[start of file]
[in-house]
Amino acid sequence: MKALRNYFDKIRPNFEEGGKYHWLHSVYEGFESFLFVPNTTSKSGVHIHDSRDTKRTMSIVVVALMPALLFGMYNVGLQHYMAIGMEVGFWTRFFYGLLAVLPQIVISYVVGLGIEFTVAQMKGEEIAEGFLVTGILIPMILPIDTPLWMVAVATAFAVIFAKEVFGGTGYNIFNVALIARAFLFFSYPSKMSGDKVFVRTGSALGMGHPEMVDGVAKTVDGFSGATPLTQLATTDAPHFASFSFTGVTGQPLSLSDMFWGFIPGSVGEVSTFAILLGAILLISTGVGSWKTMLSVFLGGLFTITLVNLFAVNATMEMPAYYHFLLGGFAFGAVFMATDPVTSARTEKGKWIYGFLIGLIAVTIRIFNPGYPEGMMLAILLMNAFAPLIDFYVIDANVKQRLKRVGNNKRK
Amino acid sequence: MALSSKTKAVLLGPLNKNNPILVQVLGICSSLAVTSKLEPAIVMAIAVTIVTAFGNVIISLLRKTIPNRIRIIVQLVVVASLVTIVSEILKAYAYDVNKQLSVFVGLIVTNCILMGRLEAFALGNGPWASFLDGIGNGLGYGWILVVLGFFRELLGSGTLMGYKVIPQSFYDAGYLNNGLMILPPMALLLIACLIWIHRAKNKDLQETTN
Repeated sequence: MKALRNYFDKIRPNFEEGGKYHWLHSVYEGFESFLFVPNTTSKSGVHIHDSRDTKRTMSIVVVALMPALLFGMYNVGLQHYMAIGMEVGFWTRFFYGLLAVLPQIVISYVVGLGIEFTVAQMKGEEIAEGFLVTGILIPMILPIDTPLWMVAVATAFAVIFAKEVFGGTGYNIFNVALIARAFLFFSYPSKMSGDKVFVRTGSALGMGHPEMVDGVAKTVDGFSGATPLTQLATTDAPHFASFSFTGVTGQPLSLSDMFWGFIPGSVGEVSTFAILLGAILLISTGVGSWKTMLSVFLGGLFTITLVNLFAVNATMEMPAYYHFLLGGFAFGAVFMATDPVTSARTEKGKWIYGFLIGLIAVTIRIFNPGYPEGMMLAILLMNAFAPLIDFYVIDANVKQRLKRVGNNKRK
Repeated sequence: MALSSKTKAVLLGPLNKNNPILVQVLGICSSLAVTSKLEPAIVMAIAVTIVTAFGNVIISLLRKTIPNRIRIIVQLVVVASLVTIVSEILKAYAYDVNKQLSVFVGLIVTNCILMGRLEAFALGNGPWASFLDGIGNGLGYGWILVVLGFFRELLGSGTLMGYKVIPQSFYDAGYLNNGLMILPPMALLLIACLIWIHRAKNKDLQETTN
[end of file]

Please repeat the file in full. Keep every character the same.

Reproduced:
[in-house]
Amino acid sequence: MKALRNYFDKIRPNFEEGGKYHWLHSVYEGFESFLFVPNTTSKSGVHIHDSRDTKRTMSIVVVALMPALLFGMYNVGLQHYMAIGMEVGFWTRFFYGLLAVLPQIVISYVVGLGIEFTVAQMKGEEIAEGFLVTGILIPMILPIDTPLWMVAVATAFAVIFAKEVFGGTGYNIFNVALIARAFLFFSYPSKMSGDKVFVRTGSALGMGHPEMVDGVAKTVDGFSGATPLTQLATTDAPHFASFSFTGVTGQPLSLSDMFWGFIPGSVGEVSTFAILLGAILLISTGVGSWKTMLSVFLGGLFTITLVNLFAVNATMEMPAYYHFLLGGFAFGAVFMATDPVTSARTEKGKWIYGFLIGLIAVTIRIFNPGYPEGMMLAILLMNAFAPLIDFYVIDANVKQRLKRVGNNKRK
Amino acid sequence: MALSSKTKAVLLGPLNKNNPILVQVLGICSSLAVTSKLEPAIVMAIAVTIVTAFGNVIISLLRKTIPNRIRIIVQLVVVASLVTIVSEILKAYAYDVNKQLSVFVGLIVTNCILMGRLEAFALGNGPWASFLDGIGNGLGYGWILVVLGFFRELLGSGTLMGYKVIPQSFYDAGYLNNGLMILPPMALLLIACLIWIHRAKNKDLQETTN
Repeated sequence: MKALRNYFDKIRPNFEEGGKYHWLHSVYEGFESFLFVPNTTSKSGVHIHDSRDTKRTMSIVVVALMPALLFGMYNVGLQHYMAIGMEVGFWTRFFYGLLAVLPQIVISYVVGLGIEFTVAQMKGEEIAEGFLVTGILIPMILPIDTPLWMVAVATAFAVIFAKEVFGGTGYNIFNVALIARAFLFFSYPSKMSGDKVFVRTGSALGMGHPEMVDGVAKTVDGFSGATPLTQLATTDAPHFASFSFTGVTGQPLSLSDMFWGFIPGSVGEVSTFAILLGAILLISTGVGSWKTMLSVFLGGLFTITLVNLFAVNATMEMPAYYHFLLGGFAFGAVFMATDPVTSARTEKGKWIYGFLIGLIAVTIRIFNPGYPEGMMLAILLMNAFAPLIDFYVIDANVKQRLKRVGNNKRK
Repeated sequence: MALSSKTKAVLLGPLNKNNPILVQVLGICSSLAVTSKLEPAIVMAIAVTIVTAFGNVIISLLRKTIPNRIRIIVQLVVVASLVTIVSEILKAYAYDVNKQLSVFVGLIVTNCILMGRLEAFALGNGPWASFLDGIGNGLGYGWILVVLGFFRELLGSGTLMGYKVIPQSFYDAGYLNNGLMILPPMALLLIACLIWIHRAKNKDLQETTN